A new US review suggests that adequate intakes of vitamin E (alpha-tocopherol, but not gamma-tocopherol) seem to help patients with chronic allergic inflammation of airways.
The review discussed the potential cellular mechanisms and differential effects that vitamin E forms alpha- and gamma-tocopherol had on the allergic inflammation of airways, providing a potential explanation for conflicting study results on the vitamin E forms’ protective role in asthma (1). The data analysis showed that the discrepancies in clinical studies are consistent with experimental evidence of differential regulatory acti- vity of the two tocopherol forms. In addition to their high antioxidant capacity, both tocopherols seem to regulate signaling pathways which are essential in the inflammatory process. Specifically, supplementation with physiological amounts of alpha-tocopherol has shown to have an anti-inflammatory effect, improving lung function in asthma patients, while gamma-tocopherol promotes inflammation.
The researchers commented that understanding the differential regulation of inflammation by these vitamin E forms would provide a basis for designing diets that help patients with chronic inflammatory airways more effectively. Patients with asthma have shown to have reduced concentrations of alpha-tocopherol and vitamin C (ascorbic acid) in airway fluid (2, 3). Countries with the highest prevalence rate of asthma tend to have higher plasma levels of gamma-tocopherol (4). In the United States, for example, the average plasma gam- ma-tocopherol levels are two to five times higher than those of many European and Asian countries, given that vitamin E in the US diet mainly comes in the form of gamma-tocopherol from soybean oil, the major dietary vegetable oil in the US. Alpha-tocopherol – the most biologically active vitamin E form reaching ten- fold higher tissue levels compared to other tocopherols – is mainly found in sunflower and olive oil, common- ly used across Europe.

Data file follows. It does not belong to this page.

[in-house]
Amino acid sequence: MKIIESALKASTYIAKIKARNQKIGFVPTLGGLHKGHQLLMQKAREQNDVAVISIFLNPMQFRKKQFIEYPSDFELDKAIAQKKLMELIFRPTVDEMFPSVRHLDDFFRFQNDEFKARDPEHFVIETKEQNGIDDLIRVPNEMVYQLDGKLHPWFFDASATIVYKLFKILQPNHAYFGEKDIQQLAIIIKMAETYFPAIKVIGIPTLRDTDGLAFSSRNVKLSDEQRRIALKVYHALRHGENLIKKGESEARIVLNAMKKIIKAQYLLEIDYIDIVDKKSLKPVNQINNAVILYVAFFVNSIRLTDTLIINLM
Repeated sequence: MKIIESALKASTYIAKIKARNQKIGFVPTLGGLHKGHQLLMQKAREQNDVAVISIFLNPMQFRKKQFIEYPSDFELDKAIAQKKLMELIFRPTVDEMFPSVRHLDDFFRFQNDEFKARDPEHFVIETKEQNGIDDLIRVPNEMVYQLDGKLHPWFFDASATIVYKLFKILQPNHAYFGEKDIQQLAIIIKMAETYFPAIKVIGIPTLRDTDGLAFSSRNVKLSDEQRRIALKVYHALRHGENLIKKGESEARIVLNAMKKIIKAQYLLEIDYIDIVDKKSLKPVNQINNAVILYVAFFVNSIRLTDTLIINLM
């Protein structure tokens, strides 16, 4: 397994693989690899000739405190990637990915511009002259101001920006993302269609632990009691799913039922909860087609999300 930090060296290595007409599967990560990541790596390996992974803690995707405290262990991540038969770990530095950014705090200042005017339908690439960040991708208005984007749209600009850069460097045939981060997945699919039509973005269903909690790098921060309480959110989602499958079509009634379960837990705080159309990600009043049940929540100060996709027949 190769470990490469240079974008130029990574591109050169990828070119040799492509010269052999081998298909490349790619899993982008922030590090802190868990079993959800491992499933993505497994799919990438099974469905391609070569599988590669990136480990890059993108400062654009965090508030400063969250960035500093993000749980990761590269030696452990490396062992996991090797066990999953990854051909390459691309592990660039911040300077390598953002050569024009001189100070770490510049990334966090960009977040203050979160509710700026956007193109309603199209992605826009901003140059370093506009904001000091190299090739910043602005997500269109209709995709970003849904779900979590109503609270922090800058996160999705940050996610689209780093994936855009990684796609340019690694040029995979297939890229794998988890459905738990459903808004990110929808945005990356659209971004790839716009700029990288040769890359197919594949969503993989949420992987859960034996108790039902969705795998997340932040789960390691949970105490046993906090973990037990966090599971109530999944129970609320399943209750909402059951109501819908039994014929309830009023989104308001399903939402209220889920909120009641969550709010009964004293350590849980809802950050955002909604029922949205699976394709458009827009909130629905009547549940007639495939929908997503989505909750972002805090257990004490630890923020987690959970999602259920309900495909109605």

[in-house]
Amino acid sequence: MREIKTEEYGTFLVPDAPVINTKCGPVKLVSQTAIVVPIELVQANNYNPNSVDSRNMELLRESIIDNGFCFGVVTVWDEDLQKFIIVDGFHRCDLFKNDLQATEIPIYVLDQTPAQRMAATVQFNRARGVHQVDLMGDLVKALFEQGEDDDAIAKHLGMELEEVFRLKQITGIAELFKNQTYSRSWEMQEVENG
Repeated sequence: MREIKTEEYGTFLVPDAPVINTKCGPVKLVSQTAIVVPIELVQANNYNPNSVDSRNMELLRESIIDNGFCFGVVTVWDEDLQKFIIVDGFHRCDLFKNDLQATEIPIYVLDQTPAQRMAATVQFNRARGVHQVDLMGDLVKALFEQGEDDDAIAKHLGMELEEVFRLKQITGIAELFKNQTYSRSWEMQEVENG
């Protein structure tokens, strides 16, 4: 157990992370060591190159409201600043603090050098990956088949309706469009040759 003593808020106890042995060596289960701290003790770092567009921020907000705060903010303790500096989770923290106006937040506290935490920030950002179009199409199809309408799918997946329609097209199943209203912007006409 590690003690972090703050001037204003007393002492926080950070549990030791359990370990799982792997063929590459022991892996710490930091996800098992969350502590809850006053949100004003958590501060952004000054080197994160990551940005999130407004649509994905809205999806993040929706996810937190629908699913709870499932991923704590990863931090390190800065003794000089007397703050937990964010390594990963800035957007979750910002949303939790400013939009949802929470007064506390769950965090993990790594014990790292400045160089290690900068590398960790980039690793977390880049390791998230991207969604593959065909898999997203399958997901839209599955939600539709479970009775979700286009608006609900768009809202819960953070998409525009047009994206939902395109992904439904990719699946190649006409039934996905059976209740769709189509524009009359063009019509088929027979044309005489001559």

Asthma is one of the world’s most common chronic diseases, with a conservative estimate of 300 million people being affected by it. Typical symptoms include chronic inflammation of the airways, periodic wheezing, breathlessness, paroxysmal cough, and chest tightness. Severity ranges from occasional symptoms to disab- ling persistent symptoms and/or frequent life-threatening exacerbations. Asthma is caused by a combination of genetic and environmental factors. Among the potential mechanisms that contribute to airway disease is an imbalance of oxidants and antioxidants (oxidative stress) (5).